A Democratic Party judge in Texas has ruled against the Trump administration’s request for sensitive voter information.
Kansas Secretary of State Kris Kobach had requested the data as part of a widespread probe into allegations of voter fraud during the 2016 presidential election. That probe has been widely criticized as unnecessary and wasteful due to the small amount of voting violations alleged to have occurred during the past election and generally.
The American Civil Liberties Union has also criticized Trump’s voter fraud commission, claiming the commission was only instituted to provide quasi-official cover for President Trump’s repeated claims about millions of illegal votes being cast during the 2016 presidential election.
Judge Tim Sulak of Texas’s 353rd Civil District Court issued his decision, however, on other grounds. In a restraining order issued to Texas election officials on October 3, Sulak–who was first elected as a Democrat in 2010–barred the release of any such voter data to Trump’s voter fraud commission due to perceived privacy concerns.
In his temporary restraining order, Sulak claimed that Kobach’s request was likely to run afoul of state privacy laws. He wrote:
[B]y transmitting information contained in the Texas Computerized Voter Registration List to the Presidential Advisory Commission on Election Integrity, without taking appropriate precautions to safeguard the privacy and security of that information…may imminently violate Texas Elections Code Section 18.066 and 18.067 and Texas Government Code Section § [sic] 552…
Sulak continued, “If the private information contained in the Texas Computerized Voter Registration List is transmitted without appropriate safeguards, it is likely to become public.” And, if such information was to become public, Sulak argued, the harm would likely be “irreparable.”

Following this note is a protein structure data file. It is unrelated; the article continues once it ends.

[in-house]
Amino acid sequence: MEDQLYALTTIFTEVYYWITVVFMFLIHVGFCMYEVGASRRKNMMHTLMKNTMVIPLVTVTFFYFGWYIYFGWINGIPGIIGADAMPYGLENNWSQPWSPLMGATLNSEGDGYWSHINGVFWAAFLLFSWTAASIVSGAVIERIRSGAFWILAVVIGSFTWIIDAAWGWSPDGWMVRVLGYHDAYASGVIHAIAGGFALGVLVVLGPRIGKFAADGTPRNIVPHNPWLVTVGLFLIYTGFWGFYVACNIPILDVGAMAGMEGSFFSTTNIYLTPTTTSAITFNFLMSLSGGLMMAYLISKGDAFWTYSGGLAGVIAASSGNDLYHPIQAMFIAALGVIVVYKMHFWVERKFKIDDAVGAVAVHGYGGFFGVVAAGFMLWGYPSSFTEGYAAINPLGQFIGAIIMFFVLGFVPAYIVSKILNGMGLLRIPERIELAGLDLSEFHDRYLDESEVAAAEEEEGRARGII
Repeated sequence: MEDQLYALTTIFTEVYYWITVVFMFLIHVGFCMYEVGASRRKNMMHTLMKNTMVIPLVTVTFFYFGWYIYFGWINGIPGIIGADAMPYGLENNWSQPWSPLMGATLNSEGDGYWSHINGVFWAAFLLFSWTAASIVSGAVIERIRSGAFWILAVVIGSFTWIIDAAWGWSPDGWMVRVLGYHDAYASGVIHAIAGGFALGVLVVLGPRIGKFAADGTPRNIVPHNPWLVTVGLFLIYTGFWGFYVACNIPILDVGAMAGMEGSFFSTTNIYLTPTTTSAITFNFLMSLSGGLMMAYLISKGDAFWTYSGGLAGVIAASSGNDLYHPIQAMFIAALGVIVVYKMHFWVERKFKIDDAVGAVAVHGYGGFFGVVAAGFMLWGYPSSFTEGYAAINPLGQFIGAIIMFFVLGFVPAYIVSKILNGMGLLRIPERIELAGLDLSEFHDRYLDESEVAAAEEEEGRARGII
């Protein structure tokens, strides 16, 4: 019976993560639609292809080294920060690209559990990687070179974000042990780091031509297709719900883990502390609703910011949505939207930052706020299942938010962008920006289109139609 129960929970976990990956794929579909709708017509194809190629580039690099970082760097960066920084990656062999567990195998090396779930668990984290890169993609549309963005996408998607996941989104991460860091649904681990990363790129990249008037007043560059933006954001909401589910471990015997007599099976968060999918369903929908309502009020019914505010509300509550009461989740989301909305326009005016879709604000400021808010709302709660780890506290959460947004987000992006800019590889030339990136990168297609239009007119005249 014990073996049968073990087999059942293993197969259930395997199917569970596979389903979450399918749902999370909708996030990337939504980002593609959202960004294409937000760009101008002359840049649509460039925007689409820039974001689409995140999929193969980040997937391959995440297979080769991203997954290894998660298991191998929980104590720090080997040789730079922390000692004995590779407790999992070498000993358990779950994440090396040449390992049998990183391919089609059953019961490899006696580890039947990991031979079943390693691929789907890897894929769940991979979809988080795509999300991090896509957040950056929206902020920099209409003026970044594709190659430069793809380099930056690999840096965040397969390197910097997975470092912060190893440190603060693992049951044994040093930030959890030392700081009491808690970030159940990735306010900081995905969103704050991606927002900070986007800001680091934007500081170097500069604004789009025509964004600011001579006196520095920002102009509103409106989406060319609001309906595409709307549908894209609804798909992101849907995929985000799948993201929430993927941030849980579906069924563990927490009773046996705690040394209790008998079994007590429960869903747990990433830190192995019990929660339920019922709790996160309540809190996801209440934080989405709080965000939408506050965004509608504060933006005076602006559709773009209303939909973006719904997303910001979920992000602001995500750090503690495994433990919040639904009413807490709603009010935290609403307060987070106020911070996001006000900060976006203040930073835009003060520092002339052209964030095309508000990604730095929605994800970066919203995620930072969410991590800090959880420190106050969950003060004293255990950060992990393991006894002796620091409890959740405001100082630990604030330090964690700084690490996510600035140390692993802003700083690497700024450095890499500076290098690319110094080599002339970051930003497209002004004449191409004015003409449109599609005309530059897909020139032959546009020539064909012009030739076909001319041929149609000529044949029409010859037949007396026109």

Sulak then cited the possible fallout which might result from such public exposure. That, he said, could include violation of privacy rights, possible commercial solicitation resulting from the exposure, the chilling of First Amendment rights for those impacted by the exposure and the discouragement of “efforts to encourage voting.”
Sulak’s order was issued in response to a lawsuit filed by the League of Women Voters and the Texas State Conference of the NAACP. That suit was filed against the Texas Secretary of State Rolando B. Pablos and Keith Ingram, the director of the Texas Elections Division of the secretary of state.
Opponents of the voter fraud commission were elated.
Georgetown Law Professor Joshua Geltzer, said, “We’re pleased the judge is blocking them from giving it to somebody who has not at all explained to them or anyone else any plans to keep that information safe.” Geltzer filed a declaration on cybersecurity issued that was cited by Sulak in his order.
[image via screengrab]